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Le Cateau

/French lə kato/
noun
1.
a town in NE France: site (August 26, 1914) of the largest British battle since Waterloo, which led to the disruption of the German attack on the Allies. Pop: 7460 (1999)
Collins English Dictionary - Complete & Unabridged 2012 Digital Edition
© William Collins Sons & Co. Ltd. 1979, 1986 © HarperCollins
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Examples from the Web for le cateau
Historical Examples
  • They had been severely mauled in two defeats, at le cateau and at Guise.

    The Wonder of War on Land

    Francis Rolt-Wheeler
  • From Bavai to le cateau is twenty-two miles as the crow flies.

    The First Seven Divisions Ernest W. Hamilton
  • We have a friend in the pretty woman who got off in the rain at le cateau.

    Castle Craneycrow George Barr McCutcheon
  • In a fight near le cateau the Inniskillings lost many officers and men.

    The Irish at the Front Michael MacDonagh
  • During the fighting at le cateau one of the captains of his regiment fell in front of the British trenches.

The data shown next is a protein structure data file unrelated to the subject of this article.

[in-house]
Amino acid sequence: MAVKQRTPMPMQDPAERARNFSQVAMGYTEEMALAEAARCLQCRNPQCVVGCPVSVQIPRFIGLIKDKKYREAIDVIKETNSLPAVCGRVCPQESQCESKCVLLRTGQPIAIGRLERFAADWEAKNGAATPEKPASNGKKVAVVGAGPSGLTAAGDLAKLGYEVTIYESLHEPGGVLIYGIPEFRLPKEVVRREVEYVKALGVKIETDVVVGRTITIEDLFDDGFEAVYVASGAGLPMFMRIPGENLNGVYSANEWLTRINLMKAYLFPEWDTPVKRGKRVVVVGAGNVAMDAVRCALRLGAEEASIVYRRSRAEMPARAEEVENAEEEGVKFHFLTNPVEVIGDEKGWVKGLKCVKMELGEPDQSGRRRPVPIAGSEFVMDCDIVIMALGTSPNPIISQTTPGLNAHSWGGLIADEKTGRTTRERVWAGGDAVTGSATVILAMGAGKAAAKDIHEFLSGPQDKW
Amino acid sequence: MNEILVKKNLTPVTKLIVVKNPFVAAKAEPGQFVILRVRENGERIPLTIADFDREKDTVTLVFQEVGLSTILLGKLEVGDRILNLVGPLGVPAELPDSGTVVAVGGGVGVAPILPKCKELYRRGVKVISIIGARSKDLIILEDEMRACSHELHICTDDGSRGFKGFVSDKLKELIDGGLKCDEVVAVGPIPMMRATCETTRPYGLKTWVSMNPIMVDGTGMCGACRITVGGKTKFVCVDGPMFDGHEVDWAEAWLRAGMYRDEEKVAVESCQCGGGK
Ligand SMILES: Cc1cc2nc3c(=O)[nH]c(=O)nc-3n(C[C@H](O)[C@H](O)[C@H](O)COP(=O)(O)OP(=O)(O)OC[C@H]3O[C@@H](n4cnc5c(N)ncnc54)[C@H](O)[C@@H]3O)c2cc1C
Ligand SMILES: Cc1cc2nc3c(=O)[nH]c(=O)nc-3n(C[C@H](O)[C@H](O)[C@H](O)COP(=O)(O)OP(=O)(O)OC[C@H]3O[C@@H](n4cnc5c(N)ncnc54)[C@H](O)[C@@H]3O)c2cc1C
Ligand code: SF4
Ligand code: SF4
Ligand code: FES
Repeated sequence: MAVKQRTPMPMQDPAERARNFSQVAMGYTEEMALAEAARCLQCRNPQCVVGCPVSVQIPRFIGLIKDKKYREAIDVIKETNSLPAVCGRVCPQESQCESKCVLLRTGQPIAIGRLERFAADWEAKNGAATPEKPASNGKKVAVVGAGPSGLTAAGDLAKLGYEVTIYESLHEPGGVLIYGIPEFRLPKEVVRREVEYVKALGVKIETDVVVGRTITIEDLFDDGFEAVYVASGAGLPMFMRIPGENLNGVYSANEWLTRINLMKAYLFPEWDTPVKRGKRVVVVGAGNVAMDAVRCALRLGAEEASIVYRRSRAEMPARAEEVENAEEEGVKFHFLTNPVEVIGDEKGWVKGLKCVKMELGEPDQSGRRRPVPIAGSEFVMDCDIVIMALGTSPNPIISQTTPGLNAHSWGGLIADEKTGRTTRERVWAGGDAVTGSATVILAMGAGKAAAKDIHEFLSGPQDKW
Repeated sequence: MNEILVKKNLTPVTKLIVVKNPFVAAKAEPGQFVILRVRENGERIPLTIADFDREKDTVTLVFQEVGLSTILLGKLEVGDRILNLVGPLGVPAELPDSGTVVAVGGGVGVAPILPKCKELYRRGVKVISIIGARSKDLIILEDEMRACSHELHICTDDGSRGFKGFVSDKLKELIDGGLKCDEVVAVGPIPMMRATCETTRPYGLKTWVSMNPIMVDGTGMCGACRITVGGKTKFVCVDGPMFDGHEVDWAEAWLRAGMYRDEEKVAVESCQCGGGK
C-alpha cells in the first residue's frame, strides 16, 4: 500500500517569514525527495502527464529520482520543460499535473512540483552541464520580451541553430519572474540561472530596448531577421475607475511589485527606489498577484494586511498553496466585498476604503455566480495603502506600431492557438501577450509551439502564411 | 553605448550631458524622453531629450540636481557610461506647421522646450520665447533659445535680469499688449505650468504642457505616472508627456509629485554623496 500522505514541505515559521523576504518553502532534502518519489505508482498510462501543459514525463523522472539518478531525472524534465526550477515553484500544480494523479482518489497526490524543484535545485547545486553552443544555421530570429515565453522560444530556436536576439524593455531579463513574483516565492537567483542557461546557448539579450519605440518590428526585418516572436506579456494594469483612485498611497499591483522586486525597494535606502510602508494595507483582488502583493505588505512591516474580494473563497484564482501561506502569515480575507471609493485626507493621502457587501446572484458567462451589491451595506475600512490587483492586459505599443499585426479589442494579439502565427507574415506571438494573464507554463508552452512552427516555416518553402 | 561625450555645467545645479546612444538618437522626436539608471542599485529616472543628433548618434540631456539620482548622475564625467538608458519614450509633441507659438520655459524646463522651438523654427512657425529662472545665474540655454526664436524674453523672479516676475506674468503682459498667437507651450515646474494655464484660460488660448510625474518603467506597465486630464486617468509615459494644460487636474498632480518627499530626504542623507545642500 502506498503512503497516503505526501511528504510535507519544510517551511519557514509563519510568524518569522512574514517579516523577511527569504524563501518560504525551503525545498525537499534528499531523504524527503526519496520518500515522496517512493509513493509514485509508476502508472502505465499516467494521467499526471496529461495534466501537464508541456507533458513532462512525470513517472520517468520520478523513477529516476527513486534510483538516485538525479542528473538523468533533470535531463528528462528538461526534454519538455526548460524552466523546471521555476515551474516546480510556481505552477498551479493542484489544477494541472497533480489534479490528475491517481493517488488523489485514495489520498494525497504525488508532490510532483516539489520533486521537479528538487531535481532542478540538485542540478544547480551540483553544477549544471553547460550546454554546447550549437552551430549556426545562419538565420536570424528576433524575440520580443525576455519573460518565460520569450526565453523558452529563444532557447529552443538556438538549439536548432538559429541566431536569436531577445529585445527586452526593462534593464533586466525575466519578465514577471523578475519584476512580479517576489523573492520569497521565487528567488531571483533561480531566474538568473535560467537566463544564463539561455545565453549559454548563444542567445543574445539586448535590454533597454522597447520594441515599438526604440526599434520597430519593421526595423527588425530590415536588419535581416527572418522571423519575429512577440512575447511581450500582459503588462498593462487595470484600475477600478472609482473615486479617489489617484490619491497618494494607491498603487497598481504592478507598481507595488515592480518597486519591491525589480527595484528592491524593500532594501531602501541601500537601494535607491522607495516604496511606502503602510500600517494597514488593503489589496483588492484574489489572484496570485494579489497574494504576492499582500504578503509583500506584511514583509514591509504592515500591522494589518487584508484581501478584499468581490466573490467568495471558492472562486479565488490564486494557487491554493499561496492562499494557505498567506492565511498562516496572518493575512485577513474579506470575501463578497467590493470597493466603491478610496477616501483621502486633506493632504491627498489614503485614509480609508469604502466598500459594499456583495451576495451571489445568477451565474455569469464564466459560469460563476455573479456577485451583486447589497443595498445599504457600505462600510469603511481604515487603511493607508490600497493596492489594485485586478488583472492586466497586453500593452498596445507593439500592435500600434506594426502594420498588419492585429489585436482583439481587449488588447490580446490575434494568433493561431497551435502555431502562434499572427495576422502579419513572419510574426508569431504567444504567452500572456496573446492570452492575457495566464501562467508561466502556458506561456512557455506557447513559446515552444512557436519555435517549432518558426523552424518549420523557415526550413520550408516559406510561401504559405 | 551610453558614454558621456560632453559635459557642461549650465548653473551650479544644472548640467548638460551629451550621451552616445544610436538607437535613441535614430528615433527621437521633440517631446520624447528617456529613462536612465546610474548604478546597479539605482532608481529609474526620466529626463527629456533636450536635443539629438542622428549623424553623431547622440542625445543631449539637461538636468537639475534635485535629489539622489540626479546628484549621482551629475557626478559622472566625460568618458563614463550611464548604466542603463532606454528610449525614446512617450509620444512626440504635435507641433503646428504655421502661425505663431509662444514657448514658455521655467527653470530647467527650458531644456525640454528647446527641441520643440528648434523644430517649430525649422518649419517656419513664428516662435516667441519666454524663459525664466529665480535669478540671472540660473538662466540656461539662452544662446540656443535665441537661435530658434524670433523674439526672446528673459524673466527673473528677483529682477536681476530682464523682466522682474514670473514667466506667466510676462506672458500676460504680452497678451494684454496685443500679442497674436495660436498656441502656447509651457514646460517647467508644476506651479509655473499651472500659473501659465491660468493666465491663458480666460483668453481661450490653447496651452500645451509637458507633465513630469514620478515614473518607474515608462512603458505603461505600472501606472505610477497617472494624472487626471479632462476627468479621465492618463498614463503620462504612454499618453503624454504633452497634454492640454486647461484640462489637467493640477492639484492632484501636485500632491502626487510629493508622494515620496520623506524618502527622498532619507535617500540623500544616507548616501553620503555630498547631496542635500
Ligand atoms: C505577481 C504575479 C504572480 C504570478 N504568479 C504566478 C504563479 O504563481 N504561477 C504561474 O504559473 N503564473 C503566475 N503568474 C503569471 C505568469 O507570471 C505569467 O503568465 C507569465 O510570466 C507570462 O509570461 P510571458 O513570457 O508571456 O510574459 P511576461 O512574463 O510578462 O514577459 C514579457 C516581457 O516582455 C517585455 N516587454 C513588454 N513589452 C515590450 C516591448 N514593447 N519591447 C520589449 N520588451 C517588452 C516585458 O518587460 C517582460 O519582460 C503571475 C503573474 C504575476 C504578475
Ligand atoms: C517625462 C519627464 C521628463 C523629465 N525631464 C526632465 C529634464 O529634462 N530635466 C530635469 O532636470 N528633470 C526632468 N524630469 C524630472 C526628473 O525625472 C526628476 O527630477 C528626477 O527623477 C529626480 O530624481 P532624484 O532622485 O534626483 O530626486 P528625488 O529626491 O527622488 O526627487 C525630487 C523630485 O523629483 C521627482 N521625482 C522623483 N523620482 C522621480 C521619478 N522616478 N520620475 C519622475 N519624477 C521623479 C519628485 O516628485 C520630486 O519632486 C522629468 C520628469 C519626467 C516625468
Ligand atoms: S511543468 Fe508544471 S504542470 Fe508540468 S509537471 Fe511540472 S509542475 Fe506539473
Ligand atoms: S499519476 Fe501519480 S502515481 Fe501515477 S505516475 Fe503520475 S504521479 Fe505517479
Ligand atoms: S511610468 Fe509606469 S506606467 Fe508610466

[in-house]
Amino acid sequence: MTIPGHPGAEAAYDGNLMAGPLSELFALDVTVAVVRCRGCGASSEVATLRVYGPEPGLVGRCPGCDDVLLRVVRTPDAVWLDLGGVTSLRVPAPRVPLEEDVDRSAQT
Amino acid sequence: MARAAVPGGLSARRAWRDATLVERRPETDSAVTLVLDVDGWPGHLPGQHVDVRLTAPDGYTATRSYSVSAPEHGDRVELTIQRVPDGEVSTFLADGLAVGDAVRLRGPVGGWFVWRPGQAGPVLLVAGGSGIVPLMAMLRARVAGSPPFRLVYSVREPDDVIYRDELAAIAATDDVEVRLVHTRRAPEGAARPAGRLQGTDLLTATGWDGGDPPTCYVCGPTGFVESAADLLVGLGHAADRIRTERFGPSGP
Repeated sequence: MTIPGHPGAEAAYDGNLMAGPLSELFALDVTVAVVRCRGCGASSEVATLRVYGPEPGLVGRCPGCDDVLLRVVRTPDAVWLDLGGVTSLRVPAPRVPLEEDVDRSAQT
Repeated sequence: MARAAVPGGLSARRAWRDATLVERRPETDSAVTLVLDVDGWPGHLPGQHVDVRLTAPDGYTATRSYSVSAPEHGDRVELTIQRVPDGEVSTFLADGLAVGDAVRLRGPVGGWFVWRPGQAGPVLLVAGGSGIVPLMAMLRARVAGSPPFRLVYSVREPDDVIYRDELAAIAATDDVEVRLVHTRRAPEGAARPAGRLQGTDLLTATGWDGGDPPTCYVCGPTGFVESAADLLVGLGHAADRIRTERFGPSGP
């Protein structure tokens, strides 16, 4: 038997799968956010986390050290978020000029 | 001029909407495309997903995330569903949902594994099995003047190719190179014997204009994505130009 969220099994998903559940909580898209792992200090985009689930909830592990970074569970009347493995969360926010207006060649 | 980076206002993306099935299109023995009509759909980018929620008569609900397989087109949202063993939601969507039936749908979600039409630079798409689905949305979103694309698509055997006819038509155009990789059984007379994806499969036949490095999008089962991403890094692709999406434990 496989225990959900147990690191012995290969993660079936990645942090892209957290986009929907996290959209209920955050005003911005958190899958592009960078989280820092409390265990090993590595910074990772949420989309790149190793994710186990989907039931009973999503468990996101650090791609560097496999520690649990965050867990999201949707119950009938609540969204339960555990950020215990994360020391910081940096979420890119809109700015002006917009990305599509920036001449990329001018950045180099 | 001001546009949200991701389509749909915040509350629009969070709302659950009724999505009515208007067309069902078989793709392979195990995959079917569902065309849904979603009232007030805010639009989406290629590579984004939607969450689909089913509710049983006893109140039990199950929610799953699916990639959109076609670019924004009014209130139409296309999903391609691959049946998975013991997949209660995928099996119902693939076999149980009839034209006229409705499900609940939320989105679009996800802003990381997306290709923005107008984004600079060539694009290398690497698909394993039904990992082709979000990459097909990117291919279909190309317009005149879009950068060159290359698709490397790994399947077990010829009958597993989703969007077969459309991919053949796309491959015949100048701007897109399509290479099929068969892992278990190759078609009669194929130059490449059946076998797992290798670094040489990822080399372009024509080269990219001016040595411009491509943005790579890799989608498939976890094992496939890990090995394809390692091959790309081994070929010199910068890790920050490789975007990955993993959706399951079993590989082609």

• Three hundred bombs were dropped on an aerodrome southeast of le cateau used by the German night bombing squadrons.

  • After the stand at le cateau, bad and blistered feet caused many to stop by the wayside.

  • This Brigade fought magnificently for several hours next day on the le cateau position.

    1914

    John French, Viscount of Ypres
  • I was not even then fully aware of the terrible extent to which we had suffered at le cateau.

    1914

    John French, Viscount of Ypres
  • I got back to Headquarters at le cateau late in the evening, (p. 072) where a budget of reports awaited me.

    1914

    John French, Viscount of Ypres

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